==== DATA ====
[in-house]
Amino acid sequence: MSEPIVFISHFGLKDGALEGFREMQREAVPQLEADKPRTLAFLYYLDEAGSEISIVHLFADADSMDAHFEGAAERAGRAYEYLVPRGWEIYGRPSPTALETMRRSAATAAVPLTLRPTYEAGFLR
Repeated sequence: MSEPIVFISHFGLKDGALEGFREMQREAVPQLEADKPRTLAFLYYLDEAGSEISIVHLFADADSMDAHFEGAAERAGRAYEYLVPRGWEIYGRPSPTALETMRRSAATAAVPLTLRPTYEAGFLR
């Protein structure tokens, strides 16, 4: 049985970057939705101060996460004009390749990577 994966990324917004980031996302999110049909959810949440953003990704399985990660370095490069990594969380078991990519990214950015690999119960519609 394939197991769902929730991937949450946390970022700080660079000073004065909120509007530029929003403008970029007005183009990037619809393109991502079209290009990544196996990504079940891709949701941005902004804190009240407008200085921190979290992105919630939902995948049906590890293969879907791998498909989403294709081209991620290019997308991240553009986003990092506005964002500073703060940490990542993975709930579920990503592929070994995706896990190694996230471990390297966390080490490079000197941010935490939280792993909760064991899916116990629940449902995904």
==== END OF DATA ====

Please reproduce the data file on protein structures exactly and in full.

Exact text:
[in-house]
Amino acid sequence: MSEPIVFISHFGLKDGALEGFREMQREAVPQLEADKPRTLAFLYYLDEAGSEISIVHLFADADSMDAHFEGAAERAGRAYEYLVPRGWEIYGRPSPTALETMRRSAATAAVPLTLRPTYEAGFLR
Repeated sequence: MSEPIVFISHFGLKDGALEGFREMQREAVPQLEADKPRTLAFLYYLDEAGSEISIVHLFADADSMDAHFEGAAERAGRAYEYLVPRGWEIYGRPSPTALETMRRSAATAAVPLTLRPTYEAGFLR
């Protein structure tokens, strides 16, 4: 049985970057939705101060996460004009390749990577 994966990324917004980031996302999110049909959810949440953003990704399985990660370095490069990594969380078991990519990214950015690999119960519609 394939197991769902929730991937949450946390970022700080660079000073004065909120509007530029929003403008970029007005183009990037619809393109991502079209290009990544196996990504079940891709949701941005902004804190009240407008200085921190979290992105919630939902995948049906590890293969879907791998498909989403294709081209991620290019997308991240553009986003990092506005964002500073703060940490990542993975709930579920990503592929070994995706896990190694996230471990390297966390080490490079000197941010935490939280792993909760064991899916116990629940449902995904």